Index sees gains in August

Index sees gains in August

Consumer sentiment up for fourth month

People wear face masks while shopping at CentralPlaza Lardprao. Mr Thanavath says consumer sentiment will likely improve without a second wave of infections. (Photo by Arnun Chonmahatrakool)
People wear face masks while shopping at CentralPlaza Lardprao. Mr Thanavath says consumer sentiment will likely improve without a second wave of infections. (Photo by Arnun Chonmahatrakool)

Consumer sentiment rose for a fourth straight month in August, boosted by the continued easing of coronavirus curbs, state relief programmes, the Bank of Thailand's decision to keep its policy rate unchanged and lower diesel prices.

The University of the Thai Chamber of Commerce (UTCC) reported on Wednesday the consumer confidence index rose to 51 in August from 50.1 in July, 49.2 in June, 48.2 in May and 47.2 in April.

Thanavath Phonvichai, president of the UTCC, said the fourth straight uptick shows most consumers feel the economy bottomed out in the second quarter.

Sentiment is likely to continue improving if there is not a second wave of infections, he said.

Mr Thanavath said despite better consumer sentiment, overall confidence is still lower than pre-pandemic levels and consumers remain worried about their future income, the economy and employment prospects.

"The government's continued easing of coronavirus restrictions help raise the economic recovery outlook," he said.

"The government's economic rehabilitation and stimulus measures and a clearer sign about a constitutional amendment also provided a boost."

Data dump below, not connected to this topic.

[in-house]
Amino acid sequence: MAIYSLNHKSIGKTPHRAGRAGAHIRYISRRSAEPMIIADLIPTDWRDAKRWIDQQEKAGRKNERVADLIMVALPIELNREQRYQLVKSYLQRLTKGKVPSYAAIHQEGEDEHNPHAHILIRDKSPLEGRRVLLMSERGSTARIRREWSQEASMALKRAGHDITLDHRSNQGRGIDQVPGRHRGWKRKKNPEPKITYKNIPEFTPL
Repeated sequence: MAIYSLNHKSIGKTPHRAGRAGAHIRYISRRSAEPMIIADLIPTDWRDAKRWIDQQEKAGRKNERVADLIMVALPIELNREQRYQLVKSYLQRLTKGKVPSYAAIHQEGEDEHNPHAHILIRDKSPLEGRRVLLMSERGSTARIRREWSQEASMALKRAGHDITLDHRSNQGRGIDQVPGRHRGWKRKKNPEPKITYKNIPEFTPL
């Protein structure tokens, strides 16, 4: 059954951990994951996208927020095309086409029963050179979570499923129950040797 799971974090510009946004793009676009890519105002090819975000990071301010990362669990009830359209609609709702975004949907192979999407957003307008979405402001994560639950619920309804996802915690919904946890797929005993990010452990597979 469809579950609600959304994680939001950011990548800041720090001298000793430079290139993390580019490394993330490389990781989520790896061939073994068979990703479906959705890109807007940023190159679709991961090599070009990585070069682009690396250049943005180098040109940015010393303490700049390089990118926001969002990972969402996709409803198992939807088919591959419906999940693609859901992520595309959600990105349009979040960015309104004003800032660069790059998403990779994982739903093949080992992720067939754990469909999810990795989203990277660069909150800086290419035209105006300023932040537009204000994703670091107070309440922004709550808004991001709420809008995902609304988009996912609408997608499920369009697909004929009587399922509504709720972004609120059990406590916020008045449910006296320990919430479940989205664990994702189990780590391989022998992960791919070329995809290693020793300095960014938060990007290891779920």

Mr Thanavath said although political rallies continue to be held, violence is unlikely, causing political confidence to improve for the first time in 18 months.

The cabinet on Tuesday approved a bill to pave the way for national referendums on the rewrite of the charter proposed by the Election Commission (EC).

The EC explained to the cabinet that at least two referendums are required: one on the amendment of the charter change process to set up a charter-drafting body, and another on the new charter.

In a related development, Mr Thanavath said the government's proposed 45-billion-baht cash handout to 15 million people to stimulate consumer spending is estimated to generate up to 90 billion baht worth of spending and spur the economy in the fourth quarter by 1-1.5 percentage points.

Under the proposed measure, the government will give 3,000-baht cash handouts to individuals to buy consumer goods.

Daily spending will be capped at 100-250 baht per person per day, with the government subsidising 50% of their outlay.

People are required to first register online and the money will subsequently be transferred through the Pao Tang app's G-wallet.

Mr Thanavath said with myriad state aid measures the economy is likely to see a contraction of 6.5-8.5% this year, improving from the earlier projected 8-10% contraction.


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